April is also the month of the SIR Fleche, a 24 hour team event. I think the Fleche is one of the most fun events that randonneuring has to offer. It has many of the characteristics of a typical brevet but there are just enough differences that if you don’t pay attention, the meter can swing from fun to psychological torture in the blink of an eye. I’d like to ride the Fleche however because I am currently so slow it may not happen. One of the requirements of the fleche is that the team rides together and I’d feel bad holding others back. Still, it’s a couple months off so we’ll see if I can’t up my average a bit between now and then. As an added bonus, it ends in Olympia! Since I've commtted to trying to ride closer to home a little more, it would be silly for me to miss this opportunity.
MAY - After I get over my big event for work in April, I anticipate that there will be a need for some time away. As it happens the BC Rando's Fleche Pacifique the first weekend in May. Again, I’m not sure I will be in ‘360Km’ condition’ by then. That is one of the defining characteristics of the Randonneuring season: You go from zero to 600 in what seems like the blink of an eye. New randos are often a little overwhelmed with what seems to be the warp speed progression of events. Once you’ve finished an event, you better get busy and fix whatever needs fixin’ on the bike, shoes, rain booties, ... whatever, because before you know it you’ll be packing your overnight bag for another event somewhere a long way from home.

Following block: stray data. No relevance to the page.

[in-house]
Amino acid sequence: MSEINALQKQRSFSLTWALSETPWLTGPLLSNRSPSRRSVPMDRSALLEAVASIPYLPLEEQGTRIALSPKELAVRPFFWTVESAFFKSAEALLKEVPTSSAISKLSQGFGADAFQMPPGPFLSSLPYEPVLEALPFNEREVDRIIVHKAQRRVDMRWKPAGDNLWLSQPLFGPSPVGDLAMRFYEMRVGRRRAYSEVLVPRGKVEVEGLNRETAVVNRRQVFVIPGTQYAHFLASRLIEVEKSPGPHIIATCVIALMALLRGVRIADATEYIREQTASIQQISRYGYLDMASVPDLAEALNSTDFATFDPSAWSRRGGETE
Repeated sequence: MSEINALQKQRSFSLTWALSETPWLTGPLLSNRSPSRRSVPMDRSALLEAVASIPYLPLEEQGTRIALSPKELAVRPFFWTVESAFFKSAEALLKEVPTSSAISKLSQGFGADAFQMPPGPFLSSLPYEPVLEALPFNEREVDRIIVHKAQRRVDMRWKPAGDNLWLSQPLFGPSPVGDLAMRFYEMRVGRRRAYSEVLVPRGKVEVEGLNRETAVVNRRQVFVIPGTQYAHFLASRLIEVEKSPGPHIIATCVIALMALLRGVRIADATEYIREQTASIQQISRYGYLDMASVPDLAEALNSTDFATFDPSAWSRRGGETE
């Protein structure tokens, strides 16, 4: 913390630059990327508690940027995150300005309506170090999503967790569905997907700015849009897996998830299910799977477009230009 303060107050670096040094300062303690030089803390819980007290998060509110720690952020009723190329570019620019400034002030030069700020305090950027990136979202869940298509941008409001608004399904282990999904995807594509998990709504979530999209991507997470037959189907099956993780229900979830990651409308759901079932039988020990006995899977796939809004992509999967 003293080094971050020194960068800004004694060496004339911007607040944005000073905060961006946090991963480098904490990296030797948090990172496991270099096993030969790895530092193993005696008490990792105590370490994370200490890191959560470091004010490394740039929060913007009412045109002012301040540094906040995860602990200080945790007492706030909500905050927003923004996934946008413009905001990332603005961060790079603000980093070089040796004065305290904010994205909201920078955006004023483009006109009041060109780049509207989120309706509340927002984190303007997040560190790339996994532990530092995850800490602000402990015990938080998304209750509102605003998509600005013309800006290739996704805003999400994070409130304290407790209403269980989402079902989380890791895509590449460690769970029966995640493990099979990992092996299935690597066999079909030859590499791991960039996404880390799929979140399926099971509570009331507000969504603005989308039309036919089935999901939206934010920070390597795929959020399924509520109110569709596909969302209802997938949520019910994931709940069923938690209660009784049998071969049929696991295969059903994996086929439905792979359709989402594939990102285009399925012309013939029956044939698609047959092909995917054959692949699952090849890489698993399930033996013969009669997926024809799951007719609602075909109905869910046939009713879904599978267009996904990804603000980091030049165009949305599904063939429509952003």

I’ve ridden this a couple times and it is not only Fleche fun but you get to ride to a foreign country, see a beautiful place, (the end is at Harrison Hot Springs in BC) and reconnect with old friends. The times I’ve ridden it we’ve just taken off from Oly and ridden north; Twenty-four hours later, there you are on the shores of beautiful Harrison Lake. Fabulous! Like March, there is an event every weekend in May, but instead of 200K and 300K events they are 400 and 600K events, and that Fleche (a minimum of 360K). May could be a leg breaker!